Thursday, August 03, 2006

Birth and destiny

Yesterday Guanaguanare's quote (in the comments)reminded me of something someone told me yesterday.

I had said to him: 'But what does it mean to be Trinidadian?' (in relation to something he had said).

He simply replied: You were given our parents. You were given your place of birth.'

Sometimes when people answer questions in a way that causes the inner asking of more questions, you get more answers. Two things we cannot change are ancestry and birthplace. I see both in the aforementioned quote:

But if you refuse to become a lawyer, if you insist on doing that which you feel to be the true thing for you, which is what you really love to do - it may be writing, painting or having no money and begging - then you have stepped out of the stream, you have broken away from the destiny which your father intended for you. It is the same with a culture or civilization.That is why it is very important that we should be rightly educated - educated not to be smothered by tradition, not to fall into the destiny of a particular racial, cultural or family group, educated not to become mechanical beings moving towards a predetermined end. The man who understands this whole process, who breaks away from it and stands alone, creates his own momentum; and if his action is breaking away from the false towards the truth, then that momentum itself becomes the truth. Such men are free of destiny.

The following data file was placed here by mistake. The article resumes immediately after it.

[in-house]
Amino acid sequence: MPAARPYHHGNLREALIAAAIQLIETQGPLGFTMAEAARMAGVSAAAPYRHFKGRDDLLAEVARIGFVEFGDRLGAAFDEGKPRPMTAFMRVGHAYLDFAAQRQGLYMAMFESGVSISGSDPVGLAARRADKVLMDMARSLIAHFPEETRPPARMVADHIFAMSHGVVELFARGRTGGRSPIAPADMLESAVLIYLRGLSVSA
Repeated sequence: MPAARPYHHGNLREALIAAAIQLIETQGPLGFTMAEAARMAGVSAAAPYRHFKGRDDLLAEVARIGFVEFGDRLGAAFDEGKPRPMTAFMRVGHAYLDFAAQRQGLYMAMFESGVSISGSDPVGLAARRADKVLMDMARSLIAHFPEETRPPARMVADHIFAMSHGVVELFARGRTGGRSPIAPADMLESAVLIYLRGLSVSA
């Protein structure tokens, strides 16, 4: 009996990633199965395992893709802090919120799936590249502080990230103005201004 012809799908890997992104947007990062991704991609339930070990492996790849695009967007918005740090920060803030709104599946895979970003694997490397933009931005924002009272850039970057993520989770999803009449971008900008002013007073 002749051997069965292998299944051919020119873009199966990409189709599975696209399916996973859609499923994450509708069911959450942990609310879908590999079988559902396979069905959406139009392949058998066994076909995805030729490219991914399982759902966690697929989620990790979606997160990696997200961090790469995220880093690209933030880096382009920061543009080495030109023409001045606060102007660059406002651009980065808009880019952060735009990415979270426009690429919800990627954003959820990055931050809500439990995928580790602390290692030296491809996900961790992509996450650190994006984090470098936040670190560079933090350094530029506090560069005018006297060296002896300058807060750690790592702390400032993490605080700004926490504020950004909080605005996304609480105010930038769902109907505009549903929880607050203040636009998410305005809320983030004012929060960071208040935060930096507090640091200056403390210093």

1 Comments:

Anonymous Guanaguanare: the laughing gull said...

Yes, and I feel that in your own life you have not avoided being discontented with this path of least resistance. I believe that you've concluded that you can deal with the fear/insecurity that precedes the leaps of faith that it takes to free yourself of destiny. What many people do not want to admit is that the false comfort gained in "going along" masks a most insidious complicity in self/soul/societal mutilation.

6:48 PM  

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